The National featuring Bon Iver – Weird Goodbyes. The National have been playing a number of new songs live since returning to the road this May, and today, the group releases one of them as a new single through 4AD, Weird Goodbyes, feat. Bon Iver. The single continues the tradition of Justin Vernona’s collaborations with the band in the studio and on stage.It’s about letting go of the past and moving on, then later being overwhelmed by second thoughts,” says The National lead singer Matt Berninger of the song, which also features strings by the London Contemporary Orchestra as orchestrated by The National’s Bryce Dessner. On the process of making the single, Aaron Dessner of The National says, Weird Goodbyes was one of the first new songs we made. I was misusing drum machines, as usual, and stumbled onto this beat that got stuck in my head — it felt like something only Bryan could naturally play. We built the song around the beat. Matt’s melody and words felt so elegant and moving from the beginning — mourning a loss of innocence and motivation, holding onto memories and feelings that inevitably slip away and the grief we all suffer in weird goodbyes. Dessner of The National also explains how Bon Iver came to be featured on the track, “I somehow could hear our friend Justin’s voice and heart in this song from the beginning. We sent it to him and it moved him“ he then sang with Matt so powerfully.

Pixies – Vault Of Heaven. The return of Pixies has been rapturously received, the alt-rock trailblazers reconnecting with long-term fans and introducing themselves to a fresh new audience. Mixing dusky, Morricone-style desert noir atmospherics with a chiming, melodic guitar motif, Vault of Heaven also takes a leftfield turn as flourishes of female backing vocals provide an almost hymnal touch. Black Francis’s lyrics combine elements that are both abstract and everyday in a surrealist narrative, in which the protagonist aims for salvation but only ends up falling flat on his face. And who doesn’t love a good 7-11 story?

Illiterate Light – Light Me Up. Illiterate Light and its very specific sound as a band: Massive. Illiterate Light singer-guitarist Jeff Gorman and drummer Jake Cochran have been playing music together since they met at James Madison University in 2010. But it wasn’t until a 2015 show at the now-shuttered Sehkraft Brewing in Arlington that the vision for Illiterate Light came into view. Gorman, 30, and Cochran, 29, had played in a couple of bands at JMU and worked on a farm near Harrisonburg after graduation. In 2015, they formed Illiterate Light as a trio. Then their bass player quit six months in.  Illiterate Light still had a few shows booked, so Gorman and Cochran played as a duo, a la the Black Keys or the White Stripes. For the Sehkraft gig that November, both decided to test something new: Gorman piloted what he calls “foot bass” — playing bass parts on a synth with his feet — while Cochran tried drumming in an unusual way: by standing up. They’ve now fine-tuned the unorthodox approaches that are integral to the dynamic and psychedelic indie-rock sound of October’s self-titled debut album, which recalls My Morning Jacket, Dr. Dog and Wilco (the band’s name comes from a lyric in Wilco’s “Theologians”).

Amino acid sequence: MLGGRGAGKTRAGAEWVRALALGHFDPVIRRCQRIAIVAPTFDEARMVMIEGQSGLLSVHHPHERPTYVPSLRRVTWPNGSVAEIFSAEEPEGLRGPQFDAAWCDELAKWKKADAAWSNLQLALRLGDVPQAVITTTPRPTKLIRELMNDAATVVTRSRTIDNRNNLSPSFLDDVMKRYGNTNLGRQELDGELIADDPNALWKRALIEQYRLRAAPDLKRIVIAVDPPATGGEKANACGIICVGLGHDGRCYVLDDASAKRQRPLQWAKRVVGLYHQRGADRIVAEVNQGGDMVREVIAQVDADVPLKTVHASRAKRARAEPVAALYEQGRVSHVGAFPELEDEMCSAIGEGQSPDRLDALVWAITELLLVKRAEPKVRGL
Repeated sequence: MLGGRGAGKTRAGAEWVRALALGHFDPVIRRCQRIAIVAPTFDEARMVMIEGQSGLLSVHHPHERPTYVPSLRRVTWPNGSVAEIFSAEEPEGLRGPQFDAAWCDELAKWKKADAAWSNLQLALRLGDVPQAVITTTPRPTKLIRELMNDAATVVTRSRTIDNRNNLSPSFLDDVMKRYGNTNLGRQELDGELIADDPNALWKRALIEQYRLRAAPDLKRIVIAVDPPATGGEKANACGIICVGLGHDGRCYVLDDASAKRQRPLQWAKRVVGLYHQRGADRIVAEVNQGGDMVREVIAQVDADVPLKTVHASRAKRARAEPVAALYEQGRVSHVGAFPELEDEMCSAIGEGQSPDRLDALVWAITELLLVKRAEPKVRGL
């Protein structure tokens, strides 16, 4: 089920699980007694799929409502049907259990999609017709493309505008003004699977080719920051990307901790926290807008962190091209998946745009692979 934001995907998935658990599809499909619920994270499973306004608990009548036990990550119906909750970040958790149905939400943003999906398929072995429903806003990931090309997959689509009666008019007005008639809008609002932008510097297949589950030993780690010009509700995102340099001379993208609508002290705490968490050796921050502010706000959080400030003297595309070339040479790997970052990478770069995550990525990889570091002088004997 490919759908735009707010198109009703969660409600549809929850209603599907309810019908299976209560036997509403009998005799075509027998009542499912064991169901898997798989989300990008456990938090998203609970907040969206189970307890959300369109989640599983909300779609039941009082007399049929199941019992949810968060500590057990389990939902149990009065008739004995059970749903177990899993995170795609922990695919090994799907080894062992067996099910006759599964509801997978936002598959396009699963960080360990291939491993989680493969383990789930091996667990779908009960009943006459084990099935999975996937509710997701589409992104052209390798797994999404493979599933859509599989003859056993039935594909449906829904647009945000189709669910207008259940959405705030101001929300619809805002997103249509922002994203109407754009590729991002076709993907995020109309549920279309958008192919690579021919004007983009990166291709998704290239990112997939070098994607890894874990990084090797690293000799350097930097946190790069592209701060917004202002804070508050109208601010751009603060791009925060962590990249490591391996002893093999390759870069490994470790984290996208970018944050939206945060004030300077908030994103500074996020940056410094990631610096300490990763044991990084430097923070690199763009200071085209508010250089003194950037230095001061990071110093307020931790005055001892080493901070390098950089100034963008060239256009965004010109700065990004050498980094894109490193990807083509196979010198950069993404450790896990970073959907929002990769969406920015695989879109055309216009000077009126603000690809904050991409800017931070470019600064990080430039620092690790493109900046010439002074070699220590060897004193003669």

Billy Idol – Cage. A little more coming at you, a little more rock ‘n’ roll and a little more fuck you! than Billy Idol’s previous EP. This EP is a lot more coming at you. Loads more guitar. And that’s a lot of fun. This Billy Idol EP is filled with gritty, resilient and empowering anthems from the English rock icon, produced by Butch Walker. The inspiration for ‘Cage.’ Getting out there and doing the things we’ve been missing. And that includes not being afraid to do a raucous punk rock song like ‘Cage.’ Billy Idol will also be the subject of a new documentary film